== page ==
Background Identifying modifiable risk factors for chronic kidney disease (CKD) is essential for reducing its burden. Periodontal disease is common, modifiable and has been implicated as a novel potential CKD risk factor, but evidence of its association with kidney function decline over time is limited. Methods In a longitudinal retrospective cohort of 761 elderly men with preserved kidney function [estimated glomerular filtration rate > 60 mL/min/1.73 m2 using a calibrated creatinine and cystatin C (eGFRcr-cys) equation] at baseline, we performed multivariable Poisson's regression to examine the association of severe periodontal disease with incident CKD, defined as incident eGFRcr-cys <60 mL/min/1.73 m2 and rapid (>5% annualized) eGFRcr-cys decline. Severe periodontal disease was defined in two ways: (i) ≥5 mm proximal attachment loss in 30% of teeth examined (European Workshop in Periodontology Group C, European Workshop); and (ii) 2+ interproximal sites with attachment loss ≥6 mm and 1+ interproximal sites with probing depth ≥5 mm (Centers for Disease Control/American Academy of Periodontology, CDC/AAP). Results At baseline, the mean age was 73.4 (SD 4.8) years, the median eGFRcr-cys was 82.4 mL/min/1.73 m2, and 35.5 and 25.4% of participants had severe periodontal disease by European Workshop and CDC/AAP criteria, respectively. After a mean follow-up of 4.9 years (SD 0.3), 56 (7.4%) participants had incident CKD. Severe periodontal disease was associated with a 2-fold greater rate of incident CKD [incidence rate ratio (IRR) 2.01 (1.21-3.44), P = 0.007] after adjusting for confounders compared with not severe periodontal disease by European Workshop criteria but did not reach statistical significance by CDC/AAP criteria [IRR 1.10 (0.63-1.91), P = 0.9]. Conclusions Severe periodontal disease may be associated with incident clinically significant kidney function decline among a cohort of elderly men.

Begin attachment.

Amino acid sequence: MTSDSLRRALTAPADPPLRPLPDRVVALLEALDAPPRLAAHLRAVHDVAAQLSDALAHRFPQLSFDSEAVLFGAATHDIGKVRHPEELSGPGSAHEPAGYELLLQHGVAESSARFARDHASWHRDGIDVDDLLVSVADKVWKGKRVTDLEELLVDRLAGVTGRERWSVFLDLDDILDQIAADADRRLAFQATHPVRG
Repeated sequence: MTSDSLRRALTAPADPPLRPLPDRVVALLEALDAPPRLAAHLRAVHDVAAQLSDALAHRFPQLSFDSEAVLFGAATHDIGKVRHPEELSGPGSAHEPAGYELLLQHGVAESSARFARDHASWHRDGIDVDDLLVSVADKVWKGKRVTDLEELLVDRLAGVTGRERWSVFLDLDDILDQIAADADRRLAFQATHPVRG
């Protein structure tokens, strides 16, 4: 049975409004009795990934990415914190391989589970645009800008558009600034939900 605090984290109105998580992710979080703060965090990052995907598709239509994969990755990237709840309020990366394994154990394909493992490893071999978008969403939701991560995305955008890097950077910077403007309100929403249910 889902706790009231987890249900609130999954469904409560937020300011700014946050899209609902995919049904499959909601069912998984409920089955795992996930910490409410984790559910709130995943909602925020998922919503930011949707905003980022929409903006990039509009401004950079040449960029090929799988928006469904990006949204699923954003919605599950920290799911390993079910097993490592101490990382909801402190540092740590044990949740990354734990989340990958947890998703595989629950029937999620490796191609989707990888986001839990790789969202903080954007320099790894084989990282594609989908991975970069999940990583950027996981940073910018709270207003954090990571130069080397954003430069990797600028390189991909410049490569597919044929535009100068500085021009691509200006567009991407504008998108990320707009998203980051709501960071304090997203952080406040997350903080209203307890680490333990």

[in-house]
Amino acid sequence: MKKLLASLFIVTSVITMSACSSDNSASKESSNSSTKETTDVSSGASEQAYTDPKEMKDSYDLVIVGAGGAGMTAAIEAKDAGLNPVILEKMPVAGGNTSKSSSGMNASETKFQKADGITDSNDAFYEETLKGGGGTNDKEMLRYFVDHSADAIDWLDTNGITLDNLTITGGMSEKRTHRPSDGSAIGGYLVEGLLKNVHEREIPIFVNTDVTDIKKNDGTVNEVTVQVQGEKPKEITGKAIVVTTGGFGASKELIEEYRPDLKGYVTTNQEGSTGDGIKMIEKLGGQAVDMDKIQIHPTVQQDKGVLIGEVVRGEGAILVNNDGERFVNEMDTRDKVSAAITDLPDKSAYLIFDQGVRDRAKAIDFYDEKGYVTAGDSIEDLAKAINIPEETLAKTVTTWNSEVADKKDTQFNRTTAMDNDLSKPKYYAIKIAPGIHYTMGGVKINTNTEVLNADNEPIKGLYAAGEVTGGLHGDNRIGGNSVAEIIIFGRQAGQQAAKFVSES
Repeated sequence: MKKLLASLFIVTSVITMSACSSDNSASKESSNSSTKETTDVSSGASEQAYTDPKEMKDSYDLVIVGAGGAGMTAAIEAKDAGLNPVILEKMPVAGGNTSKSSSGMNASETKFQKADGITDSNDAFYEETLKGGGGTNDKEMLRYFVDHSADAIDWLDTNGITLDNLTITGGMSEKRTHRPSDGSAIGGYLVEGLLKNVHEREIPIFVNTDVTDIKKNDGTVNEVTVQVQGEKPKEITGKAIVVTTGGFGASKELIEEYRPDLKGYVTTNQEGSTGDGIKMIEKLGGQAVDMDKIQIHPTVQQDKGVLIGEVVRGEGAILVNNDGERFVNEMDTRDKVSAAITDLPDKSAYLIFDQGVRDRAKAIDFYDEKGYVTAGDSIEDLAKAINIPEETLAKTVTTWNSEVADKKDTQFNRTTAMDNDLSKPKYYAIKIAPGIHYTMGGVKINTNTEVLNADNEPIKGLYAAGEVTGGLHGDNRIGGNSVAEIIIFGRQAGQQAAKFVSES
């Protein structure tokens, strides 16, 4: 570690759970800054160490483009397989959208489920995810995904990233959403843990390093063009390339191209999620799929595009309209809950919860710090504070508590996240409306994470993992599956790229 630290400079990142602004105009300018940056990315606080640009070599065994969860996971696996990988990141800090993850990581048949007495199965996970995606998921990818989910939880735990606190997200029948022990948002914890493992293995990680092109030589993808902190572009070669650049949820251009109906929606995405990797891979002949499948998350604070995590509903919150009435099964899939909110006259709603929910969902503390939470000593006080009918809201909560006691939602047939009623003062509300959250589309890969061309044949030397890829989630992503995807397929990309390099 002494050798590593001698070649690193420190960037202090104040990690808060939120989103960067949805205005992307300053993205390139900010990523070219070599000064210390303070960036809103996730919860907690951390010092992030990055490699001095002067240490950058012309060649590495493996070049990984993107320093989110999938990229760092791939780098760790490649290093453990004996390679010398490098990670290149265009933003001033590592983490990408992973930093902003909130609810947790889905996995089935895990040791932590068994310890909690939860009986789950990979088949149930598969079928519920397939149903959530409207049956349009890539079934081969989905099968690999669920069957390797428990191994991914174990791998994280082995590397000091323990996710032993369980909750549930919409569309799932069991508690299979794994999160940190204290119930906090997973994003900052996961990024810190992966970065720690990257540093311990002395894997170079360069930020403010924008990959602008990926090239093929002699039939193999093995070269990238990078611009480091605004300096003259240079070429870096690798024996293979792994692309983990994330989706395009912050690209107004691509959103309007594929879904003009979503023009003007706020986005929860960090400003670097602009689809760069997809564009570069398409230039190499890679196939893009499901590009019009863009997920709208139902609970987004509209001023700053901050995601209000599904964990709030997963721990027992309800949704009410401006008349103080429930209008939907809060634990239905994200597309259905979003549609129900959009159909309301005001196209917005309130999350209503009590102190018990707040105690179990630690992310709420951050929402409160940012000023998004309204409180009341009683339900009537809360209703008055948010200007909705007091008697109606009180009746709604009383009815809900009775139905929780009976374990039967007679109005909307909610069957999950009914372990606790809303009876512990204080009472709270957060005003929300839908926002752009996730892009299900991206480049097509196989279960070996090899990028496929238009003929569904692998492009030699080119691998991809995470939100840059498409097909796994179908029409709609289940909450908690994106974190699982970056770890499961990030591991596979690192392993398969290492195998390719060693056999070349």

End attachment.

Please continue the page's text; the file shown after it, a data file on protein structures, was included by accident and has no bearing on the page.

|Original language||English (US)|
|Number of pages||7|
|Journal||Nephrology Dialysis Transplantation|
|State||Published - Mar 1 2016|
Bibliographical noteFunding Information:
We thank the participants and staff of the MrOS study. V.G. was supported by grant 1K23DK093710-01A1 from the National Institute of Diabetes and Digestive and Kidney Disease (NIDDK) and by the Harold Amos Medical Faculty Development Program of the Robert Wood Johnson Foundation. This project was supported by the National Center for Advancing Translational Sciences, National Institutes of Health, through UCSF-CTSI Grant Number TL1TR000144. Its contents are solely the responsibility of the authors and do not necessarily represent the official views of the NIH. The MrOS study is supported by National Institutes of Health funding. The following institutes provide support: the National Institute of Arthritis and Musculoskeletal and Skin Diseases (NIAMS), the National Institute on Aging (NIA), the National Center for Research Resources (NCRR) and NIH Roadmap for Medical Research under the following grant numbers: U01 AR45580, U01 AR45614, U01 AR45632, U01 AR45647, U01 AR45654, U01 AR45583, U01 AG18197, U01 AG027810 and UL1 TR000128. The National Institute for Dental and Craniofacial Research (NIDCR) provides funding for the MrOS Dental ancillary study ‘Oral and Skeletal Bone Loss in Older Men’ under the Grant Number R01 DE014386. Cystatin C measures from the Dental Visit and Visit 3 were funded by the Clinical and Translational Science Institute’s (CTSI’s) Strategic Opportunities Support (SOS) Program RAS Award ID# A117088.
© The Author 2015. Published by Oxford University Press on behalf of ERA-EDTA.
- chronic kidney disease
- periodontal disease
- renal function decline
- risk factors